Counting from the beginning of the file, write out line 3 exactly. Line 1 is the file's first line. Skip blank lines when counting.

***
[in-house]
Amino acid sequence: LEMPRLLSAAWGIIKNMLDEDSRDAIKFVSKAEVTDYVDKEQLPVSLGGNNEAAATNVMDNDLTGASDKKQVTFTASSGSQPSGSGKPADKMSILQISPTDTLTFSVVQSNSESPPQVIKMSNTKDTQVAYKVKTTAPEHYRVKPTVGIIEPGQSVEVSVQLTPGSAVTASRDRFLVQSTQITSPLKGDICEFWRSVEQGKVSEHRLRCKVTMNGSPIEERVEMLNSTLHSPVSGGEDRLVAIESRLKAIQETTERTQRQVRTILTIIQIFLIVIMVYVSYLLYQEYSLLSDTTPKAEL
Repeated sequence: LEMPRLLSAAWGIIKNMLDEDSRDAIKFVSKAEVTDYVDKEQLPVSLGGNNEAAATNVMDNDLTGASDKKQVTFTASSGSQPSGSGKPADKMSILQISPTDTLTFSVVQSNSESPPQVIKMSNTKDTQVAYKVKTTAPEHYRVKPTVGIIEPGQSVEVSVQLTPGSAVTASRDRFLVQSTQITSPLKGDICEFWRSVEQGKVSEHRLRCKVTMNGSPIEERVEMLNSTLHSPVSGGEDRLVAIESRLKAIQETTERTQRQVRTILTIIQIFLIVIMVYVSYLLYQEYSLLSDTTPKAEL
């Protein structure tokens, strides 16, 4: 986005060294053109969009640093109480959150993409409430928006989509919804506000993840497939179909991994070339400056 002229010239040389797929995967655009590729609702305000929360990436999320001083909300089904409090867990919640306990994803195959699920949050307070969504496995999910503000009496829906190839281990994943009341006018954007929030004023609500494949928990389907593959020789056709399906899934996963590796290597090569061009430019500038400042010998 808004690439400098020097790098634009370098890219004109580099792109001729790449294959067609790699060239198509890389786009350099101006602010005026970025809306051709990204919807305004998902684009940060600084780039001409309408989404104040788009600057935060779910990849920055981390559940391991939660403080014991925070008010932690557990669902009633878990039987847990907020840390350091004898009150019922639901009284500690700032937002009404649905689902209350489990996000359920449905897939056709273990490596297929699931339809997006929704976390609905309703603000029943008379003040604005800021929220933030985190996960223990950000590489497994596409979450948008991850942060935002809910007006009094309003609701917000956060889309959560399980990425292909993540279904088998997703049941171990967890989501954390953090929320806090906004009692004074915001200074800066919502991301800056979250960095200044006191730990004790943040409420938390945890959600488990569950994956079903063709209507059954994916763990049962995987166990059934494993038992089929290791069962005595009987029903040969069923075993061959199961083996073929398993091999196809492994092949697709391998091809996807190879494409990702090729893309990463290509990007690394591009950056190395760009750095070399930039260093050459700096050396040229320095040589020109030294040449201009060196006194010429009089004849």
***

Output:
Repeated sequence: LEMPRLLSAAWGIIKNMLDEDSRDAIKFVSKAEVTDYVDKEQLPVSLGGNNEAAATNVMDNDLTGASDKKQVTFTASSGSQPSGSGKPADKMSILQISPTDTLTFSVVQSNSESPPQVIKMSNTKDTQVAYKVKTTAPEHYRVKPTVGIIEPGQSVEVSVQLTPGSAVTASRDRFLVQSTQITSPLKGDICEFWRSVEQGKVSEHRLRCKVTMNGSPIEERVEMLNSTLHSPVSGGEDRLVAIESRLKAIQETTERTQRQVRTILTIIQIFLIVIMVYVSYLLYQEYSLLSDTTPKAEL